I would like to start with a thought experiment. Think of your favorite 5 items of clothing. Ok great! Now ask yourself, where did I buy those clothes? And were does that shop get their clothes? Who made those clothes? And finally, where did the fabric come from? How did you go?
Being from the western world and living in an affluent society we Australians, as consumers, may be persuaded to think there is no reason for us to worry about where the products come from. Ignorance is bliss right? We want to buy leather but we don’t want to hear about the cow that died and we certainly don’t want to hear about the 12 year girl, working 18 hours days and a poorly lit shed being paid less each day then we would spend on our morning coffee. Meanwhile, do we know what it took to get those coffee beans into our cup?
It’s so so much easier not to think about these things, I get it, but unfortunately ignorance perpetuates the issue.
I’m not hear to give you a sermon or bombard you with facts about the 2 million children in Uzbekistan (one of the world’s largest exporters of cotton) who are forced to quit school and work picking cotton by hand in order to meet the governments cotton export quotas. Cotton which is turned into fabric to make clothes, bedding and other products sold to countries like Australia.
I believe deep down we know that the buck stops with us and ultimately it is our choice to create the world we want to live in.
So instead I’d like to give you some principles to help you move towards ethical consuming...
Remember that every purchase makes an impact
You don’t have to be crippled by guilt and ethical dilemmas everytime you walk into shop, however, take a moment and think of the ‘cost’ of your potential purchase. Cost and convenience are what drives us to buy and that’s fine but ask yourself ‘How Much Extra Are You Willing to Pay to Minimise Your Impact?’. Every dollar we spend has a gets passed down a chain and we want to be confident that its getting to the right people.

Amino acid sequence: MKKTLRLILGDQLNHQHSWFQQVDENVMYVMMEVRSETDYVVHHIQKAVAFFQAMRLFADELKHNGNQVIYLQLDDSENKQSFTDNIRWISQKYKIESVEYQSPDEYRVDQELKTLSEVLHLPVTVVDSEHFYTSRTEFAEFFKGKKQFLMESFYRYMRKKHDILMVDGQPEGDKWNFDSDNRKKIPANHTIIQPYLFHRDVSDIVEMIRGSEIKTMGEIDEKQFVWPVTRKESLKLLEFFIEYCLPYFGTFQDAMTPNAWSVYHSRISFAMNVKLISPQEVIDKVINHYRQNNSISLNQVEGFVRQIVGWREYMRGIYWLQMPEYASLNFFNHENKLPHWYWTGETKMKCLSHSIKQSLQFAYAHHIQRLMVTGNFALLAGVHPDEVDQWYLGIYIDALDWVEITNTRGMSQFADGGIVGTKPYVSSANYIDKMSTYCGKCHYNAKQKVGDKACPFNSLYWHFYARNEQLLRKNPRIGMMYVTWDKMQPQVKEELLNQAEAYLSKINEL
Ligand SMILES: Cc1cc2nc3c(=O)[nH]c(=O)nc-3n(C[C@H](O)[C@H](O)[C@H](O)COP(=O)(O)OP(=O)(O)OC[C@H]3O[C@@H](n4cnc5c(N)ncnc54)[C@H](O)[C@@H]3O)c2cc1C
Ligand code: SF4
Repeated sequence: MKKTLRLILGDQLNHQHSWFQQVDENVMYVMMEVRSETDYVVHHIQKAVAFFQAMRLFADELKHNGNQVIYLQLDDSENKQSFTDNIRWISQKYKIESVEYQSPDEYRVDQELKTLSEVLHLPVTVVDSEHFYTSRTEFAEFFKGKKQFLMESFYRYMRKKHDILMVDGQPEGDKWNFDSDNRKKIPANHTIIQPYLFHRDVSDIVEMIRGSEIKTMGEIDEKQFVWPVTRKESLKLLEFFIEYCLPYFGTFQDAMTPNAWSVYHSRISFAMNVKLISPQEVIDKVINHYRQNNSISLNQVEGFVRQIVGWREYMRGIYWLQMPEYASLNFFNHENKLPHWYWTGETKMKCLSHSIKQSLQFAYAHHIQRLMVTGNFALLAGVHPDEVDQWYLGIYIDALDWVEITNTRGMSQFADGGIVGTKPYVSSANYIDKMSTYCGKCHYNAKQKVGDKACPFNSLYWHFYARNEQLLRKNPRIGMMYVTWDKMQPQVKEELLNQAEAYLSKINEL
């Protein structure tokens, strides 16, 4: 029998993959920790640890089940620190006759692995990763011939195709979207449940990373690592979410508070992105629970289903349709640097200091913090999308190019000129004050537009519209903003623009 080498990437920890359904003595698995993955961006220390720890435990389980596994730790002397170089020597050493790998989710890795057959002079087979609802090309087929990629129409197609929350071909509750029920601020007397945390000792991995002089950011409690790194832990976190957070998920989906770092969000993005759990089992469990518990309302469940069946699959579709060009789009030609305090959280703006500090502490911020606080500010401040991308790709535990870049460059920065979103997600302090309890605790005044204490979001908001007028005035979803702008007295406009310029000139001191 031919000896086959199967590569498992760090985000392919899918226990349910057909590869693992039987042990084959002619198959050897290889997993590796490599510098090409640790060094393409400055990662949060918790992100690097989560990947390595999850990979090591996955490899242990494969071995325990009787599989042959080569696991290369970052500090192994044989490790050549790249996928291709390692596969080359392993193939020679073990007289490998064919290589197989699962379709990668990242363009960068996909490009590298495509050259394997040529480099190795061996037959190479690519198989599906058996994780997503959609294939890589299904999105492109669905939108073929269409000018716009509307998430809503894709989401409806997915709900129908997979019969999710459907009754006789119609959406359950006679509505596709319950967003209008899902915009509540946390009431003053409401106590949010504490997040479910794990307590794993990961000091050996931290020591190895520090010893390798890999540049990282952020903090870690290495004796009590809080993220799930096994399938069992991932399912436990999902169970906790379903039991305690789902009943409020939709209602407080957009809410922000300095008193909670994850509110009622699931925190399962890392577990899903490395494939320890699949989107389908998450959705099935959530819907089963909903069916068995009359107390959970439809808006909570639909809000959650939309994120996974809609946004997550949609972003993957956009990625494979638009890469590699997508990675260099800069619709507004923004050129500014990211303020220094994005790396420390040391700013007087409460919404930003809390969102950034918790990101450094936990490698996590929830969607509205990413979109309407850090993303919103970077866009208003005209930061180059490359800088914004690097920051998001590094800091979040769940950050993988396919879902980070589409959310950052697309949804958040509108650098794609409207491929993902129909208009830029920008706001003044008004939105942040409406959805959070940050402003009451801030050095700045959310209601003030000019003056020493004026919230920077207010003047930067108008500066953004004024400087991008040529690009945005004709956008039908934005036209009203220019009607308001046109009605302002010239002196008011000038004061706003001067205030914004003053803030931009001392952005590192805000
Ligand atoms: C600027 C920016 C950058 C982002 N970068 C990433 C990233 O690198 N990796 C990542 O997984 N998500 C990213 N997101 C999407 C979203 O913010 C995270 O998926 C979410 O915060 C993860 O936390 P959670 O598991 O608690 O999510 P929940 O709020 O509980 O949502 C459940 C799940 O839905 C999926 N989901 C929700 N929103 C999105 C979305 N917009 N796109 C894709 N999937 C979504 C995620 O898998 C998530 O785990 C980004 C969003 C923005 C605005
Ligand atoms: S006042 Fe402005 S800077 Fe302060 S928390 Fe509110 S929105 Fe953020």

Avoid unnecessary consumption
‘Do I really need it?’ is an easy question to ask yourself the day before pay day and quite often when things are tight the answer is no. However, when times are good we tend to splash out and buy that third pair of yoga shoes for the season that you will never wear because who wears shoes doing yoga? According to ethical.org.au about 80% of all sellable products ends up as waste, on average within 6 months.
Get educated (one issue at a time)
It can be overwhelming when you begin to investigate how some of these industries work and if you try to take it all in at once you may feel like the problems are too many and too big. So start small. Maybe look into where your early morning coffee comes from, and seek out a place which uses a fairtrade brand. Each week, or fortnight, or month move on to a new product and investigate the issues and ethical alternatives. Educating ourselves can be the most rewarding thing we do with our time and gradually our shopping list can start to be more of a reflection of our values.
Seek out the best options
We all have different values and there are plenty of products out there to fit in with each of us. Fairtrade, organic, products made locally. Decide what is important to you and choose options that align with you. Remember that there is no right or wrong purchasing, only better or worse. Not every product can be perfect and tick all boxes so weighing up your values and prioritizing is important.
Share your discoveries and create a good habit
Once you have done the research and found some new amazing, ethical products SHARE THE LOVE!! Tell you’re friends! “You love my tights? Thanks, they’re made out of recycled plastic bottles!” People want to know that there are options out there so let them know. Get your friends into the habit of being choosy. It only takes about a month to change a habit and once we have found our ‘best option’ shopping list it won’t feel like a difficult task. More likely you will start to automatically notice ethical products and be drawn to them. So CELEBRATE your good choices and know that everytime you make a ‘better’ choice you are creating a more sustainable, ethical world. Well done